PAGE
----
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Studio 360 with Kurt Andersen

PRI and WNYC

Arts, Design, Visual Arts, Society & Culture, TV & Film

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Society & Culture 103

The Peabody Award-winning Studio 360 with Kurt Andersen, from PRI and WNYC, is public radio’s smart and surprising guide to what's happening in pop culture and the arts. Each week, Kurt Andersen introduces you to the people who are creating and shaping our culture. Life is busy – so let Studio 360 steer you to the must-see movie this weekend, the next book for your nightstand, or the song that will change your life.

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Sideshow Podcast: Jonathan Wolff Slapped the Bass for Seinfeld and the Internet Can’t Thank Him Enough

August 11th, 2015

Episode 75 of 167 episodes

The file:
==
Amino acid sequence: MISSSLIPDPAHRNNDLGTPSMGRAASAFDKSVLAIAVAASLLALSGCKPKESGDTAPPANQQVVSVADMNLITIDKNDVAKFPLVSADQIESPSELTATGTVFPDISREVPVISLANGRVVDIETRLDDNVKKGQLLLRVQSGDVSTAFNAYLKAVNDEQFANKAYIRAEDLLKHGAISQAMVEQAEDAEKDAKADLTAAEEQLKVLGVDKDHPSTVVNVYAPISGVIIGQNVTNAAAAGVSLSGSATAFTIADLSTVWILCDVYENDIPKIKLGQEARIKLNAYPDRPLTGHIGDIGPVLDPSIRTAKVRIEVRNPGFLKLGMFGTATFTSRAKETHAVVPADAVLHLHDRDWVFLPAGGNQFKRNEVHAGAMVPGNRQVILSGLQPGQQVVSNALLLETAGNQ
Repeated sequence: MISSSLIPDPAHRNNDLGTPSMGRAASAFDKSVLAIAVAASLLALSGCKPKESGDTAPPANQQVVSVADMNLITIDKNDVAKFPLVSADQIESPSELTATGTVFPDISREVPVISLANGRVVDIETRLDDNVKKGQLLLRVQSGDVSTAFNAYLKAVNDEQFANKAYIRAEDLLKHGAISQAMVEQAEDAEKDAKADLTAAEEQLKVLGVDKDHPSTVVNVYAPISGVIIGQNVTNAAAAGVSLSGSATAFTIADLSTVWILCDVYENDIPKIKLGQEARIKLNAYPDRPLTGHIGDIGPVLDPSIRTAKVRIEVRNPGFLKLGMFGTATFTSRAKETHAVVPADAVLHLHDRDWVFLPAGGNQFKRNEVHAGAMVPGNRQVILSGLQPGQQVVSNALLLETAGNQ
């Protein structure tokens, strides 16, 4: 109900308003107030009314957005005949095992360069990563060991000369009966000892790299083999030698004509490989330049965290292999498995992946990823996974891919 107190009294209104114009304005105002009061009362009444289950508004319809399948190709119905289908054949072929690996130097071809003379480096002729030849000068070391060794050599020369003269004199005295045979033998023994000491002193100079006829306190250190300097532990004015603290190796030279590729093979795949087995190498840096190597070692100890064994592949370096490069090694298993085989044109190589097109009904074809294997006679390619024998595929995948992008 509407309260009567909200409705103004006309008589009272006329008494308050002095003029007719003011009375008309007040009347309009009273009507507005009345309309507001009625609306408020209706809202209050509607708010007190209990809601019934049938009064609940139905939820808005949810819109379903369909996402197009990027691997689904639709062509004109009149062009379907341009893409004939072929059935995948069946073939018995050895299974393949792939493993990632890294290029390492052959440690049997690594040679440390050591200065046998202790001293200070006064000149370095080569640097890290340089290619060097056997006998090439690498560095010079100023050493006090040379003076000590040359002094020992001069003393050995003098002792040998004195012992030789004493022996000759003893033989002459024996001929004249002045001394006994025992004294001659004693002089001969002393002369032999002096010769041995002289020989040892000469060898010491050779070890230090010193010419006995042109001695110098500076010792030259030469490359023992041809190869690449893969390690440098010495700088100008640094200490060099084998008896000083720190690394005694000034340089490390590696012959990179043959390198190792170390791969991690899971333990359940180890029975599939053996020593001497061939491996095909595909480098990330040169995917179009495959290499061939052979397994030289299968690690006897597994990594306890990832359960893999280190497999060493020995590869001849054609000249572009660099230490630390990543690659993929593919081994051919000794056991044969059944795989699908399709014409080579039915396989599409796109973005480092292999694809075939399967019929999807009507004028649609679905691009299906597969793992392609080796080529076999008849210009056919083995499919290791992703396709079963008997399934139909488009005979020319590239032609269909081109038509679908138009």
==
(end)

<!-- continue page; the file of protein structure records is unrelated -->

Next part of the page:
Jonathan Wolffis the Michael Jordan of TV theme songs. He’s written over 40, from Will and Grace toThe Hughleys.Before becoming Hollywood’s go-to theme song writer, Wolff spent adecade as a “multi-purpose utility tool for musical chores” — a studio musician, a music producer, and a recording engineer. He even taught Arnold Schwarzenegger how toact as a violinistforStay Hungry.Eventually, Wolff started composing exclusively, which landed him a gig on theSeinfeldpilot. The show’s producers were having difficulty finding music that wouldn’t overpower the comedian’s opening routines. “Jerry, you’ve already given me the melody and theme,” Wolff told Seinfeld. “My job is going to be to support you and the organic nature of your voice.” Wolff sampled his own mouth noises and slapped some funky bass over it and the rest is history. He built the theme to be manipulated — the rhythm of the mouth pops, shakers,and bass notes changed ever so slightlyto fit the different monologues that opened every show. Decades later, the internet has begun to manipulate it, too: In the past year, theSeinfeldtheme has been mashed up with songs by Limp Bizkit, Kendrick Lamar, ODB, Evanescence, and — just this week — Radiohead. Back in March, we decided to name the meme the “Jerry Roll.”Wolff never wrote lyrics for his original theme, but he couldn’t be more tickled with all the variations popping up online. “It’s like I’ve been invited to another party,” Wolff says. “It’s really quite a compliment.” Special thanks to Reed Dunlea, who wrote about Jonathan Wolff for Vice.AUDIO CORRECTION: Jonathan Wolff has written music for over 70 TV shows, but penned themes for only 44 of them. He retired in 2005, not 2000.

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